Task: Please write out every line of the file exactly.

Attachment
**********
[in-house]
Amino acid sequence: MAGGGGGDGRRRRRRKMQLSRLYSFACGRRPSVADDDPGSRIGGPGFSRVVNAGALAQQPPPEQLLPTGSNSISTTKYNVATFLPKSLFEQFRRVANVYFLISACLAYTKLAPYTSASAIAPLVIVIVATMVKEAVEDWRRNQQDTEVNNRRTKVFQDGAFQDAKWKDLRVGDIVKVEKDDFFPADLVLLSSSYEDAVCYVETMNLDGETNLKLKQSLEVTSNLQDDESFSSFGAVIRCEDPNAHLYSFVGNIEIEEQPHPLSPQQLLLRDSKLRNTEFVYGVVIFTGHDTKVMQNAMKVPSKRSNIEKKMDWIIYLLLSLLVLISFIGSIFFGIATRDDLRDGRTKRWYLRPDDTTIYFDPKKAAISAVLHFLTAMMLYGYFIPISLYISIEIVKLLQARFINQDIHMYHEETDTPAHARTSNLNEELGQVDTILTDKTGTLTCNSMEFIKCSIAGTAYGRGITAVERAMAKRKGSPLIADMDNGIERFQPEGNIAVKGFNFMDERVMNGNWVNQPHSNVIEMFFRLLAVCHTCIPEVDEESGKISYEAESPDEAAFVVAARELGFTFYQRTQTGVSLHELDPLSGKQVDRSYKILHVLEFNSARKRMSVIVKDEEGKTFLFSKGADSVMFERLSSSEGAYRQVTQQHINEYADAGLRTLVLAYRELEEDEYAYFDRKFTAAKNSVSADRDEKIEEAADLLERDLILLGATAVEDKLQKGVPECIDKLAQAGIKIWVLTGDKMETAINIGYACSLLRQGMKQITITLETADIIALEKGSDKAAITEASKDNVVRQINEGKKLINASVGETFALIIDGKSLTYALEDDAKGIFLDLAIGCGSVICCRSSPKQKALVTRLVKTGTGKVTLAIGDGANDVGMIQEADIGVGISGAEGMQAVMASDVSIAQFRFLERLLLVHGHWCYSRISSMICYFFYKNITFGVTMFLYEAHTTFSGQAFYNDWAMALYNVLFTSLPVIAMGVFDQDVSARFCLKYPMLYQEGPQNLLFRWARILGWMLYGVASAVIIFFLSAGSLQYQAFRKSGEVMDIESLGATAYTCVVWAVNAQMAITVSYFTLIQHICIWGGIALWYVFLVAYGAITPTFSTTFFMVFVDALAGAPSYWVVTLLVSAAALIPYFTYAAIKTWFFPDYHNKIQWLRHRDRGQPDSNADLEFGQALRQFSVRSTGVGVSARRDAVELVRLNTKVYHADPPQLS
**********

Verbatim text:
[in-house]
Amino acid sequence: MAGGGGGDGRRRRRRKMQLSRLYSFACGRRPSVADDDPGSRIGGPGFSRVVNAGALAQQPPPEQLLPTGSNSISTTKYNVATFLPKSLFEQFRRVANVYFLISACLAYTKLAPYTSASAIAPLVIVIVATMVKEAVEDWRRNQQDTEVNNRRTKVFQDGAFQDAKWKDLRVGDIVKVEKDDFFPADLVLLSSSYEDAVCYVETMNLDGETNLKLKQSLEVTSNLQDDESFSSFGAVIRCEDPNAHLYSFVGNIEIEEQPHPLSPQQLLLRDSKLRNTEFVYGVVIFTGHDTKVMQNAMKVPSKRSNIEKKMDWIIYLLLSLLVLISFIGSIFFGIATRDDLRDGRTKRWYLRPDDTTIYFDPKKAAISAVLHFLTAMMLYGYFIPISLYISIEIVKLLQARFINQDIHMYHEETDTPAHARTSNLNEELGQVDTILTDKTGTLTCNSMEFIKCSIAGTAYGRGITAVERAMAKRKGSPLIADMDNGIERFQPEGNIAVKGFNFMDERVMNGNWVNQPHSNVIEMFFRLLAVCHTCIPEVDEESGKISYEAESPDEAAFVVAARELGFTFYQRTQTGVSLHELDPLSGKQVDRSYKILHVLEFNSARKRMSVIVKDEEGKTFLFSKGADSVMFERLSSSEGAYRQVTQQHINEYADAGLRTLVLAYRELEEDEYAYFDRKFTAAKNSVSADRDEKIEEAADLLERDLILLGATAVEDKLQKGVPECIDKLAQAGIKIWVLTGDKMETAINIGYACSLLRQGMKQITITLETADIIALEKGSDKAAITEASKDNVVRQINEGKKLINASVGETFALIIDGKSLTYALEDDAKGIFLDLAIGCGSVICCRSSPKQKALVTRLVKTGTGKVTLAIGDGANDVGMIQEADIGVGISGAEGMQAVMASDVSIAQFRFLERLLLVHGHWCYSRISSMICYFFYKNITFGVTMFLYEAHTTFSGQAFYNDWAMALYNVLFTSLPVIAMGVFDQDVSARFCLKYPMLYQEGPQNLLFRWARILGWMLYGVASAVIIFFLSAGSLQYQAFRKSGEVMDIESLGATAYTCVVWAVNAQMAITVSYFTLIQHICIWGGIALWYVFLVAYGAITPTFSTTFFMVFVDALAGAPSYWVVTLLVSAAALIPYFTYAAIKTWFFPDYHNKIQWLRHRDRGQPDSNADLEFGQALRQFSVRSTGVGVSARRDAVELVRLNTKVYHADPPQLS